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The Voter’s Speakeasy featuring unbiased reporting and insight into life at Vote Smart from our staff, interns, and volunteers.

How to Fact-Check with Votesmart.org

2017 October 31 - Alejandro Ortiz

 

It’s time to stop looking at our time as the era of “fake news” and start looking at it as the era of “fact-checking.” It can be difficult to distinguish fact from fiction in the digital age, so it is our responsibility to not always take headlines and viral memes at face value. We at Vote Smart want to help arm you with the tools and resources to do this.



Misinformation online is abundant. Oxford University found that in 2016 “Twitter users got more misinformation, polarizing and conspiratorial content than professionally produced news.” That means that more people read manipulation and falsehoods than facts.


Sensationalized, misleading, or simply false headlines flooded our news feeds in 2016 and 2017, and Vote Smart is here to help you weed out the garbage. By browsing our database of public statements, key votes, and more, you can see if a published claim is truth or trash. We also provide you with the ability to fact-check politicians to see if they have followed up their words with action.


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Fact-check headlines or claims about legislation


As an example, if you read a headline that states “This president’s administration has not appropriated any funding for renewable energy,” then finding appropriations legislation could help you verify this. To do this, you can filter through our legislation page using the issue of “Government Budget and Spending” to read through all appropriations bills this year. You could add a keyword search for ...

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Common Ground e-Newsletter: What have we been up to?

2017 October 16

 What Have We Been Up To?


During the spring and summer of 2016, Vote Smart's staff and student volunteers were hard at work researching the facts on over 40,000 politicians ahead of the November elections.

They started with candidates’ biographical profiles, information on their education, profession, and more—information so accurate that it is used nationwide by organizations like Google, NBC, and the Department of Defense.

They researched politicians’ up-to-date statements: our database now has almost 1.2 million speeches, all searchable by issue and keyword.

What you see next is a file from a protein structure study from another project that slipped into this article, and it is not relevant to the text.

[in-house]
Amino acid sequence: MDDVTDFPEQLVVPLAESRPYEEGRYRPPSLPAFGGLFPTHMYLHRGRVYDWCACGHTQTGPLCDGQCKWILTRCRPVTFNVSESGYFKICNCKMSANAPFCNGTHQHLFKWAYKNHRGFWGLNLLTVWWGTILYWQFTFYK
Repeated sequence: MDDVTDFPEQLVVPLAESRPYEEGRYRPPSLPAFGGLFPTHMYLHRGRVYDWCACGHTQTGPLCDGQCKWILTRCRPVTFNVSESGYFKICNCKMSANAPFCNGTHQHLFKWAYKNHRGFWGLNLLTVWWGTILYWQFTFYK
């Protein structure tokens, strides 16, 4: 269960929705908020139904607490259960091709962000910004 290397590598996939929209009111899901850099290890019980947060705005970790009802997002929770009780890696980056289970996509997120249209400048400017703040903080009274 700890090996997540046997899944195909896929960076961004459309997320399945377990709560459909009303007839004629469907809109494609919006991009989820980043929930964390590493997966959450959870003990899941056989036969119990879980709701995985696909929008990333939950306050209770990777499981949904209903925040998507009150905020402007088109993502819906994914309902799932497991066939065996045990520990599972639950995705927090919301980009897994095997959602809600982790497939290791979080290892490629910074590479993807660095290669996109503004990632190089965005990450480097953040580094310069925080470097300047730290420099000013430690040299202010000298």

They collected ratings from over 1,500 special interest groups that show what these groups are saying about politicians. Several major groups were researched via a unique, automated process to keep their information current in our database.

They added voting records on almost 1,000 pieces of legislation nationwide to our collection of 15,000 key votes. They wrote summaries for each that explain the votes in simple, layman’s terms anyone can understand.

They gathered the campaign financesthe millions of dollars politicians receive and who gives it to them—of every single candidate.

Political Research Wrap-Up: Politics as usual?

2017 October 09

 The White House and Capitol take on immigration, budgets, and taxes as we approach crucial off-year elections in November. Read on for a glimpse at some of our most recent key research.

Notable Public Statements:

  • Rep. Mike Rogers (R-AL) views the National Anthem protests as Un-American. Read full statement➤

  • Sen. John Cornyn (R-TX) statement after the Trump administration declared their intentions to end the DACA program. Read full statement➤

  • Sen. Bill Nelson (D-FL) and Sen. Marco Rubio (R-FL) wrote a letter to President Trump urging for additional federal assistance to Puerto Rico. Read full statement➤

  • Sen. Patty Murray (D-WA) on the resignation of Health and Human Services (HHS) Secretary Tom Price Read full statement➤

  • Rep. Steny Hoyer (D-MD) following the Tax Policy Center’s analysis of the GOP tax reform framework. Read full statement➤

  • Rep. Nancy Pelosi (D-CA) following the Tax Policy Center’s analysis of the GOP tax reform framework. Read full statement➤

  • President Donald Trump discussed tax reform at a recent event. Read full statement➤

  • Rep. Paul Ryan (R-WI) pitched tax reform for middle class families in a recent interview with Face the Nation. Read full statement➤

Alabama Primary Runoff Endorsements

2017 September 25

 See who has endorsed the Republican candidates for U.S. Senate in Alabama before tomorrow's primary runoff.

Unconventional Elections in America

2017 September 22

Did you know that you may have to vote again in your primary if no candidate gets more than half the votes? If not, you may want to find out if this applies to you.